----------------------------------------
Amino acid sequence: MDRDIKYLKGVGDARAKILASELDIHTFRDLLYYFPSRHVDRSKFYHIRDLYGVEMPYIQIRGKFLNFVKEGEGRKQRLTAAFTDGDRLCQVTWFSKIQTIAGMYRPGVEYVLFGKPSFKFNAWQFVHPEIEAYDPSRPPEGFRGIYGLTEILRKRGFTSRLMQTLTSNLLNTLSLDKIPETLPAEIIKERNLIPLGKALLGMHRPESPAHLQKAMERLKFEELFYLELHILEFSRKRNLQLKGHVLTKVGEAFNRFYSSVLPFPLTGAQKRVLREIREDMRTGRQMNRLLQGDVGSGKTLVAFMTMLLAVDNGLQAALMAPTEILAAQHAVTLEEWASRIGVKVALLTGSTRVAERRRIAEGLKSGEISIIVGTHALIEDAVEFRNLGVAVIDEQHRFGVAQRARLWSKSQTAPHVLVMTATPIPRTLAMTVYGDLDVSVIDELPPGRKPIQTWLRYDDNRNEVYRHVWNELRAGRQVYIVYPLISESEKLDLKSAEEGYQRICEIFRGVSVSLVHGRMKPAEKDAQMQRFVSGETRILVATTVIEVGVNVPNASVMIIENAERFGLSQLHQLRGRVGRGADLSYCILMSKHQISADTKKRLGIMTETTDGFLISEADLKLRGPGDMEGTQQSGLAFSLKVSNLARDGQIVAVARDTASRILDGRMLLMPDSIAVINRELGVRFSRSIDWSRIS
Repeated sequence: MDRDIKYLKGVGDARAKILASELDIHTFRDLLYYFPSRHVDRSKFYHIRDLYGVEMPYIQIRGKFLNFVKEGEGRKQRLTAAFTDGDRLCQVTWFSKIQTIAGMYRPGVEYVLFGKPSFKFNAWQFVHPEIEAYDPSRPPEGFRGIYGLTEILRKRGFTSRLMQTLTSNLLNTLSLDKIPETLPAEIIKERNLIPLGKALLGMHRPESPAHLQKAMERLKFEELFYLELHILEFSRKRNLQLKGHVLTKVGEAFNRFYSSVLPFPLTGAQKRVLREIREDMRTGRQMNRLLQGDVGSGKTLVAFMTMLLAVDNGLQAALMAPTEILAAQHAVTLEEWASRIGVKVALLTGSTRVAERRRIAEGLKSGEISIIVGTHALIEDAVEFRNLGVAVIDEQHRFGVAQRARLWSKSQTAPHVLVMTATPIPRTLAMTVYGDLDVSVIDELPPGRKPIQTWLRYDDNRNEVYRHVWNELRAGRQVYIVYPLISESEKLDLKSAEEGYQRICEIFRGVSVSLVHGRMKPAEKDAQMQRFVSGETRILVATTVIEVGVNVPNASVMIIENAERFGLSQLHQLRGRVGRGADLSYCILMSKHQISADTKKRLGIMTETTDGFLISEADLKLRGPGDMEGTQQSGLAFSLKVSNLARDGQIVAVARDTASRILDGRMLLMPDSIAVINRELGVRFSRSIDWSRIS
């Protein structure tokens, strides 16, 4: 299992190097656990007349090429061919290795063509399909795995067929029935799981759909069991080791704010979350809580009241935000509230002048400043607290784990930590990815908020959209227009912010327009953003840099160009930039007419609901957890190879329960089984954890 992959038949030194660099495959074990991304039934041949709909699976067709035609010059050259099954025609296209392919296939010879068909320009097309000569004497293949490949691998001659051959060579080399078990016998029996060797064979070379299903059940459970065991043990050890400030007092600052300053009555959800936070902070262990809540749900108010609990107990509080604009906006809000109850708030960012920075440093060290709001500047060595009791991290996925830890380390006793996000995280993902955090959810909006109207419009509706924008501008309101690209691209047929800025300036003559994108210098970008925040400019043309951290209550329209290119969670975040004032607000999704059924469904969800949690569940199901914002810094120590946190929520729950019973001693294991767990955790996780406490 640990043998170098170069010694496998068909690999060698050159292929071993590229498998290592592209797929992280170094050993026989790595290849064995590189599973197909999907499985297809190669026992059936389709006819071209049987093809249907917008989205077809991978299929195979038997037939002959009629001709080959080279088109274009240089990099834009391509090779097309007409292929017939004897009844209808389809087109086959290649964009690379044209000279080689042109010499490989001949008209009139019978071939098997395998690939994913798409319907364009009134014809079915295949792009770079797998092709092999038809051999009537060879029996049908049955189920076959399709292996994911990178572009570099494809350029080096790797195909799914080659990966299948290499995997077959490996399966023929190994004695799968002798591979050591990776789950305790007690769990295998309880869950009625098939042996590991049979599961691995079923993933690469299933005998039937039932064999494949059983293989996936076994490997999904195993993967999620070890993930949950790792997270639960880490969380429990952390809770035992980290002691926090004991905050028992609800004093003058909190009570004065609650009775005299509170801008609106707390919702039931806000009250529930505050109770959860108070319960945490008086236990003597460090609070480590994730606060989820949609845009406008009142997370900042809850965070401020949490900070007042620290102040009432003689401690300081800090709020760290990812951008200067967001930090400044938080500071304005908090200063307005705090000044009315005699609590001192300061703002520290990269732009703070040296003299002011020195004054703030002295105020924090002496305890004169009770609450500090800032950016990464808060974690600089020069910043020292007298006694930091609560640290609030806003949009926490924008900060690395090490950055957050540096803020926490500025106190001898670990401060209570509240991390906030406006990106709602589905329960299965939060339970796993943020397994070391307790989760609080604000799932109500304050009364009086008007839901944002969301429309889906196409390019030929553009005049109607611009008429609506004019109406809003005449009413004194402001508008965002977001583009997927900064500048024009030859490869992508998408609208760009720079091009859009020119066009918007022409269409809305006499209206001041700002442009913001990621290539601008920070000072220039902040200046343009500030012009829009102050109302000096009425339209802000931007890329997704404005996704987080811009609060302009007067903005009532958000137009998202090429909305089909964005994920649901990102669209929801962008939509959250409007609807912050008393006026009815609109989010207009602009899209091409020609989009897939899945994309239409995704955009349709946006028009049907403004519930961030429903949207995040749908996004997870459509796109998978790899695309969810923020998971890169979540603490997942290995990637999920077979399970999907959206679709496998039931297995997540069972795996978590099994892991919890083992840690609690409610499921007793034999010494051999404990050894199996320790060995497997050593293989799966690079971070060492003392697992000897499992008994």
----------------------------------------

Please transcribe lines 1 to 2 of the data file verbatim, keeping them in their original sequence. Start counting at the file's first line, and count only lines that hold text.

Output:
Amino acid sequence: MDRDIKYLKGVGDARAKILASELDIHTFRDLLYYFPSRHVDRSKFYHIRDLYGVEMPYIQIRGKFLNFVKEGEGRKQRLTAAFTDGDRLCQVTWFSKIQTIAGMYRPGVEYVLFGKPSFKFNAWQFVHPEIEAYDPSRPPEGFRGIYGLTEILRKRGFTSRLMQTLTSNLLNTLSLDKIPETLPAEIIKERNLIPLGKALLGMHRPESPAHLQKAMERLKFEELFYLELHILEFSRKRNLQLKGHVLTKVGEAFNRFYSSVLPFPLTGAQKRVLREIREDMRTGRQMNRLLQGDVGSGKTLVAFMTMLLAVDNGLQAALMAPTEILAAQHAVTLEEWASRIGVKVALLTGSTRVAERRRIAEGLKSGEISIIVGTHALIEDAVEFRNLGVAVIDEQHRFGVAQRARLWSKSQTAPHVLVMTATPIPRTLAMTVYGDLDVSVIDELPPGRKPIQTWLRYDDNRNEVYRHVWNELRAGRQVYIVYPLISESEKLDLKSAEEGYQRICEIFRGVSVSLVHGRMKPAEKDAQMQRFVSGETRILVATTVIEVGVNVPNASVMIIENAERFGLSQLHQLRGRVGRGADLSYCILMSKHQISADTKKRLGIMTETTDGFLISEADLKLRGPGDMEGTQQSGLAFSLKVSNLARDGQIVAVARDTASRILDGRMLLMPDSIAVINRELGVRFSRSIDWSRIS
Repeated sequence: MDRDIKYLKGVGDARAKILASELDIHTFRDLLYYFPSRHVDRSKFYHIRDLYGVEMPYIQIRGKFLNFVKEGEGRKQRLTAAFTDGDRLCQVTWFSKIQTIAGMYRPGVEYVLFGKPSFKFNAWQFVHPEIEAYDPSRPPEGFRGIYGLTEILRKRGFTSRLMQTLTSNLLNTLSLDKIPETLPAEIIKERNLIPLGKALLGMHRPESPAHLQKAMERLKFEELFYLELHILEFSRKRNLQLKGHVLTKVGEAFNRFYSSVLPFPLTGAQKRVLREIREDMRTGRQMNRLLQGDVGSGKTLVAFMTMLLAVDNGLQAALMAPTEILAAQHAVTLEEWASRIGVKVALLTGSTRVAERRRIAEGLKSGEISIIVGTHALIEDAVEFRNLGVAVIDEQHRFGVAQRARLWSKSQTAPHVLVMTATPIPRTLAMTVYGDLDVSVIDELPPGRKPIQTWLRYDDNRNEVYRHVWNELRAGRQVYIVYPLISESEKLDLKSAEEGYQRICEIFRGVSVSLVHGRMKPAEKDAQMQRFVSGETRILVATTVIEVGVNVPNASVMIIENAERFGLSQLHQLRGRVGRGADLSYCILMSKHQISADTKKRLGIMTETTDGFLISEADLKLRGPGDMEGTQQSGLAFSLKVSNLARDGQIVAVARDTASRILDGRMLLMPDSIAVINRELGVRFSRSIDWSRIS